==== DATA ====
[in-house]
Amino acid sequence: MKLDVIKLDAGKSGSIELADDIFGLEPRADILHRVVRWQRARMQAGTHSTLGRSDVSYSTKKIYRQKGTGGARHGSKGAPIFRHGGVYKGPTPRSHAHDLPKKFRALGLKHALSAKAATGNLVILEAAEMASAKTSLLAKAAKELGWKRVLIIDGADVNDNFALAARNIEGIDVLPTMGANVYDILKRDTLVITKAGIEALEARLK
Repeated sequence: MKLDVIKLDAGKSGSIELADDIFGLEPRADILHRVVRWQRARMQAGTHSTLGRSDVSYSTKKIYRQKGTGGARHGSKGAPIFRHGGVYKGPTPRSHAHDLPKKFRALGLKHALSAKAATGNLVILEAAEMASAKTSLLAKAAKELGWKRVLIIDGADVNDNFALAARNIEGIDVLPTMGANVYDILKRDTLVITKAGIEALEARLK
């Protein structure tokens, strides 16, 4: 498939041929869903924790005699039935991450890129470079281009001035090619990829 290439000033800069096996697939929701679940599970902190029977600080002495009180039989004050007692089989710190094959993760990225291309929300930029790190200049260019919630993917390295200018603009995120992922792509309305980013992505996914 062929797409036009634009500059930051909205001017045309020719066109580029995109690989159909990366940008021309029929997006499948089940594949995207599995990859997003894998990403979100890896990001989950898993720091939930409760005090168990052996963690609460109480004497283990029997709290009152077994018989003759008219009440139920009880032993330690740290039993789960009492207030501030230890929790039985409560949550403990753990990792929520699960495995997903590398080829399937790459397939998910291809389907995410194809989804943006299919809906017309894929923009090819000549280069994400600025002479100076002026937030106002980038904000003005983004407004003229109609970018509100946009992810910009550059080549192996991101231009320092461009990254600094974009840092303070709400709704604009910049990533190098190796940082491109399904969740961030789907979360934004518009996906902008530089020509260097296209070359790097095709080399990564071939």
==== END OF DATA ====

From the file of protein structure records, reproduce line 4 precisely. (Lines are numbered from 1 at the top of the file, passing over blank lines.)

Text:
């Protein structure tokens, strides 16, 4: 498939041929869903924790005699039935991450890129470079281009001035090619990829 290439000033800069096996697939929701679940599970902190029977600080002495009180039989004050007692089989710190094959993760990225291309929300930029790190200049260019919630993917390295200018603009995120992922792509309305980013992505996914 062929797409036009634009500059930051909205001017045309020719066109580029995109690989159909990366940008021309029929997006499948089940594949995207599995990859997003894998990403979100890896990001989950898993720091939930409760005090168990052996963690609460109480004497283990029997709290009152077994018989003759008219009440139920009880032993330690740290039993789960009492207030501030230890929790039985409560949550403990753990990792929520699960495995997903590398080829399937790459397939998910291809389907995410194809989804943006299919809906017309894929923009090819000549280069994400600025002479100076002026937030106002980038904000003005983004407004003229109609970018509100946009992810910009550059080549192996991101231009320092461009990254600094974009840092303070709400709704604009910049990533190098190796940082491109399904969740961030789907979360934004518009996906902008530089020509260097296209070359790097095709080399990564071939």